We fight the climate wars no longer only against denialists but also against what climate scientist Michael Mann calls “inactivists”, writes Sabine Frank. 

I don’t know at which UN climate conference this trend began, but at COP15 in Copenhagen, the shift was certainly not yet apparent. The recent BBC ‘conspiracy thriller’ The Trick is a  timely reminder of the ‘Climategate’ scandal of 2009 which vested interests manufactured to discredit climate science. Science did prevail, but six more precious years passed before the world community agreed in Paris on a treaty to limit global warming.

Inactivists acknowledge climate change and sign up for lofty long-term emission reduction goals, but drag their heels on credible implementation. Luckily, before they could pitch their false reassurances to COP26 delegates via public billboards at the railway stations and airports of their arrival, a big climate fund bought up this advertising space to tell delegates instead: “The world is looking to you, COP26!” 

Privatising climate action

Since the failure of governments to reach a climate accord in Copenhagen, there has been a greater focus on the role of private actors in fighting climate change. Where governments were hampered collectively by the unanimity principle of the United Nations Framework Convention on Climate Change (UNFCCC), or their individual lack of courage and ambition, companies, especially transnational corporations, would step into the breach, pledge their voluntary emission reductions and make their money serve the climate. 

Although there is nothing wrong in principle with private sector climate action if it is sincere and effective, how does it enter the global accounting of how we reach the Paris climate goals? And how much does it distract from government responsibility instead of merely complementing it?

After all, this is a case of asking the polluter to heal thyself or of asking turkeys to vote for Christmas. Relying on private sector goodwill and voluntary action eventually hits the wall of self-interest. Take the most obvious example of fossil fuel companies. In order to keep global heating in check, their current business models need to become extinct. Will oil and gas companies choose to do that without governments forcing them to?

#FixArticle6

Carbon markets are a key domain where public and private climate commitments intersect, as we highlight here. Although the trade in emission reductions between countries will be relatively limited, it is important to regulate this trade well because it will effectively provide guidance for the voluntary use of carbon offsets by private companies.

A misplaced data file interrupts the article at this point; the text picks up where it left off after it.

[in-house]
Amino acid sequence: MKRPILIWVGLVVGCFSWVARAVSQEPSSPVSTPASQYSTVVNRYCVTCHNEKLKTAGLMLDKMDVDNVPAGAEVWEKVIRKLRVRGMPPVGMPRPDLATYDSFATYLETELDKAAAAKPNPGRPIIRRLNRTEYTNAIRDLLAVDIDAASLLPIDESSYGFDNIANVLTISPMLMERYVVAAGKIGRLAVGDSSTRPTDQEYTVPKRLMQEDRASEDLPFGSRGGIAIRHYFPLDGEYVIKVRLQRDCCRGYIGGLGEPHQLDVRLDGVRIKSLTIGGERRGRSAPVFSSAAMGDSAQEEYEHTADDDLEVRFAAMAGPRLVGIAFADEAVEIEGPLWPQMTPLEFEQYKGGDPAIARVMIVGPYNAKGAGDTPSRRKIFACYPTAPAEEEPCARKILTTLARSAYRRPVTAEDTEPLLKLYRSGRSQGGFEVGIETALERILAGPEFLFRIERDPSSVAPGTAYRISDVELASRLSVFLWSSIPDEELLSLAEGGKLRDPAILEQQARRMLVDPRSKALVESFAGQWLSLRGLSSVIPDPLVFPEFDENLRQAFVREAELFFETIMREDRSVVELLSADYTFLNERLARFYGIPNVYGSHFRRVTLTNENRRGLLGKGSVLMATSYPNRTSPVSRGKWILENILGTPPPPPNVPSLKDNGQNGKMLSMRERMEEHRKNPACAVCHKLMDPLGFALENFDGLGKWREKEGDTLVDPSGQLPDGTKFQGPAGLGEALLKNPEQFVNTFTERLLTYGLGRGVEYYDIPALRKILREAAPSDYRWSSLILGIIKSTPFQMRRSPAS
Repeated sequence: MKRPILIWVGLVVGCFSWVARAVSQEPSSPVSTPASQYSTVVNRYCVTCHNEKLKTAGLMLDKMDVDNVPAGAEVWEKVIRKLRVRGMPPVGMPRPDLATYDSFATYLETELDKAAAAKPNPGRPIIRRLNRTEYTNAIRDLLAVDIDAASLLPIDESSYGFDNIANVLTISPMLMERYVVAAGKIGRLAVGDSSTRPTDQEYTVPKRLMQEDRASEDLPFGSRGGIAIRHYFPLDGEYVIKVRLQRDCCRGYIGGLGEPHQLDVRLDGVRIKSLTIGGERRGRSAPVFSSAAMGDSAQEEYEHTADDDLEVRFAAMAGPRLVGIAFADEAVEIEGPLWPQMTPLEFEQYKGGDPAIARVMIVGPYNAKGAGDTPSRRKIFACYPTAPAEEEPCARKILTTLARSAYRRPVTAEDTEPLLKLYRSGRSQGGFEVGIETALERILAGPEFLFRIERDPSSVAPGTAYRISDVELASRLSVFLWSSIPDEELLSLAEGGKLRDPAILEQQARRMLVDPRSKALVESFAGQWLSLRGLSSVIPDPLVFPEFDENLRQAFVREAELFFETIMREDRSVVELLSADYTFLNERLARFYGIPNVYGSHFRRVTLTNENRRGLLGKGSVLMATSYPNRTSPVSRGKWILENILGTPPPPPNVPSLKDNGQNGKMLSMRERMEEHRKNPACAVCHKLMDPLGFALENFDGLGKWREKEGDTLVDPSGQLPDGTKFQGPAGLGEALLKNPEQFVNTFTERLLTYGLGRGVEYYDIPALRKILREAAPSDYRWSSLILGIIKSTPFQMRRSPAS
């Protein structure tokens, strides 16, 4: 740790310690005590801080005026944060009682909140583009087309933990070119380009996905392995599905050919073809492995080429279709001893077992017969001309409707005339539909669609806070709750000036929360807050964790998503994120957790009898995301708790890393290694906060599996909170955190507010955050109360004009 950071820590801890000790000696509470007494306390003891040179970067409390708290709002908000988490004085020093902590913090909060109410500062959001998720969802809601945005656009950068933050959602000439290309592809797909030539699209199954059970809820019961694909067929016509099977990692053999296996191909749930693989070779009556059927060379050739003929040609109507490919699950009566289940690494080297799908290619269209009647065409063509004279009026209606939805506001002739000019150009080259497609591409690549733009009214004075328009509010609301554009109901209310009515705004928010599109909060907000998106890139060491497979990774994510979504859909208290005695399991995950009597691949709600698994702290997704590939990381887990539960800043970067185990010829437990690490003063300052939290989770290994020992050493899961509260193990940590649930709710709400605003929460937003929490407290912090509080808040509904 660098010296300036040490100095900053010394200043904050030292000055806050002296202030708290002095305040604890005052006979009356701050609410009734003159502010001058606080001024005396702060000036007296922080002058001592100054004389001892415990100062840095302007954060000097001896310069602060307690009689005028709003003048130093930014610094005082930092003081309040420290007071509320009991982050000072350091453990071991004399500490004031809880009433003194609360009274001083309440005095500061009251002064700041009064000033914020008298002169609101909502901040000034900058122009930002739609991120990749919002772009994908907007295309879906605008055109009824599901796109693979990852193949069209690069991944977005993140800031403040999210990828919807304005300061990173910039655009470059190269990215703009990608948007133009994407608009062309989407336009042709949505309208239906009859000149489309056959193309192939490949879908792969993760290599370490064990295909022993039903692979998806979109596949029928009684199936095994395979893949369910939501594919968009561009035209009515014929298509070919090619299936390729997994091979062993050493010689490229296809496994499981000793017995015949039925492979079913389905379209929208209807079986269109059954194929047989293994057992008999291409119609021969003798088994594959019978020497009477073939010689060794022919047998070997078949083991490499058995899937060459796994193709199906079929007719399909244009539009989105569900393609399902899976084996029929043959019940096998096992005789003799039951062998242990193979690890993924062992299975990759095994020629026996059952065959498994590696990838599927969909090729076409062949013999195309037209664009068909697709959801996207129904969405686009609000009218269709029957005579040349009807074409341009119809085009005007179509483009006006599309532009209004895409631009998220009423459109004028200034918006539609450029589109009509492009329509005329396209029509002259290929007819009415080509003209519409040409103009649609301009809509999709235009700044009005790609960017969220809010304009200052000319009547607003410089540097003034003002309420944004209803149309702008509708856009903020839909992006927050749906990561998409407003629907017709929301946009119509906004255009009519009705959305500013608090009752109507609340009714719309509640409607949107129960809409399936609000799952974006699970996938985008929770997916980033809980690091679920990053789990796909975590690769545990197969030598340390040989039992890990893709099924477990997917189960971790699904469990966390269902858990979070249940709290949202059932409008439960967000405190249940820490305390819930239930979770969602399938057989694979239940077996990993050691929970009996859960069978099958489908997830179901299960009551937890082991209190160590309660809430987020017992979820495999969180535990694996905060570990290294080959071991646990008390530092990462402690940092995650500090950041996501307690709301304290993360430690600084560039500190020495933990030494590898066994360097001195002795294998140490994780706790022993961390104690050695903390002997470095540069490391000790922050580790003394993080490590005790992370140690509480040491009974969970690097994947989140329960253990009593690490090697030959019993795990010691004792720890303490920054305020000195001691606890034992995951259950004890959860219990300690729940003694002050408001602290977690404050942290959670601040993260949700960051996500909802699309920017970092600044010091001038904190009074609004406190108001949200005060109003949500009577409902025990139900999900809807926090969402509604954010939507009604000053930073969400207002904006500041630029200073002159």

We are worried that the Paris Agreement provisions for international trading of emission reductions will become a giant loophole if they are not designed robustly. Carbon markets will continue to make an insignificant contribution to climate action, unless they move past the idea of compensation and offsetting. It must enter every head that carbon offsetting is not the same thing as reducing emissions and that lowering emissions is the only realistic means of combating catastrophic heating. 

For that reason, #FixArticle6 is our slogan and hashtag for COP26.

Letting go of the fossilised past

To make Article 6 future proof, we have to reckon with, and exorcise, the ghosts of the past, namely by laying to rest credits issued under the Kyoto Protocol

Why regulation of the voluntary carbon market is urgently needed, you will appreciate once you’ve read how it can be blatantly used for greenwashing. In our latest report, ‘Net-zero pipe dreams: Why fossil fuels cannot be carbon neutral‘, we expose incorrect claims that extremely long-term emissions can be offset with temporary storage in living ecosystems. 

Of course in the case of the fossil fuel industry, the political tasks go beyond the regulation of offsetting. We are united with other climate campaigners in wanting to see governments at COP26 commit to clear and binding fossil fuel phase-out plans to keep 1.5°C alive. The business plan for energy companies must be to leave their old business models behind.

“Business as usual is extremist,” says the T-shirt of Belgian Extinction Rebellion activist Sébastien Hendrickx. While the CMW team will take the train to Glasgow rather than block the rails, and while we’ll speak to negotiators rather than jump on the tables shouting, we are dead serious that climate inactivists, be they countries or companies, must be exposed and opposed.

Stay tuned as we do our work at COP26 and good luck with your own.

The post October editorial: COP26 and the rise of the climate inactivists appeared first on Carbon Market Watch.

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